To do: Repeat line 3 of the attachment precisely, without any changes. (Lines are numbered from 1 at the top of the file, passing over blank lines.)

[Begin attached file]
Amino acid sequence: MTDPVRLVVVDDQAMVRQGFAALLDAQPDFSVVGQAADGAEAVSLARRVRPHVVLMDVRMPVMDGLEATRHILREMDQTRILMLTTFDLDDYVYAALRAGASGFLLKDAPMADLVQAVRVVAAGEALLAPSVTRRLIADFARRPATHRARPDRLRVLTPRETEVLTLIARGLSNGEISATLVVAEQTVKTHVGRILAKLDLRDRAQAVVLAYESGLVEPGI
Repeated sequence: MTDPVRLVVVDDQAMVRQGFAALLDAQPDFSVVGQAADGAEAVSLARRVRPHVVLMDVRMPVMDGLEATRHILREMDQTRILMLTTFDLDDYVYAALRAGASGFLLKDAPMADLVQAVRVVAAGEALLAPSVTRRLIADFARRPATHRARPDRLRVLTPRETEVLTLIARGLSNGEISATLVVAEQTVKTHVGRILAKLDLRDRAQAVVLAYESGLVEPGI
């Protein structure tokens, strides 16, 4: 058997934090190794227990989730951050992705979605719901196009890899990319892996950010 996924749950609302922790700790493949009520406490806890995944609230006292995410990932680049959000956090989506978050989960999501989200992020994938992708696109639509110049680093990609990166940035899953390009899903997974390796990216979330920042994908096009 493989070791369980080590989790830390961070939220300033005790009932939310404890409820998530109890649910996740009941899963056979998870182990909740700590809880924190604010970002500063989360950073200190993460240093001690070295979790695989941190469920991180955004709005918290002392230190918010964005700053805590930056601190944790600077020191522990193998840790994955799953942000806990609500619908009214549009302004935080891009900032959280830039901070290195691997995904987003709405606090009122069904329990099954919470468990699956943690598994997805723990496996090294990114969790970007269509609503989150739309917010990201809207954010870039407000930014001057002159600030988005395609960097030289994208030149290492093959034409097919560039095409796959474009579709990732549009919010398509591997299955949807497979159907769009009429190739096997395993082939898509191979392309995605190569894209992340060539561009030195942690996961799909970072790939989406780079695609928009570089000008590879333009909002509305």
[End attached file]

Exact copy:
């Protein structure tokens, strides 16, 4: 058997934090190794227990989730951050992705979605719901196009890899990319892996950010 996924749950609302922790700790493949009520406490806890995944609230006292995410990932680049959000956090989506978050989960999501989200992020994938992708696109639509110049680093990609990166940035899953390009899903997974390796990216979330920042994908096009 493989070791369980080590989790830390961070939220300033005790009932939310404890409820998530109890649910996740009941899963056979998870182990909740700590809880924190604010970002500063989360950073200190993460240093001690070295979790695989941190469920991180955004709005918290002392230190918010964005700053805590930056601190944790600077020191522990193998840790994955799953942000806990609500619908009214549009302004935080891009900032959280830039901070290195691997995904987003709405606090009122069904329990099954919470468990699956943690598994997805723990496996090294990114969790970007269509609503989150739309917010990201809207954010870039407000930014001057002159600030988005395609960097030289994208030149290492093959034409097919560039095409796959474009579709990732549009919010398509591997299955949807497979159907769009009429190739096997395993082939898509191979392309995605190569894209992340060539561009030195942690996961799909970072790939989406780079695609928009570089000008590879333009909002509305």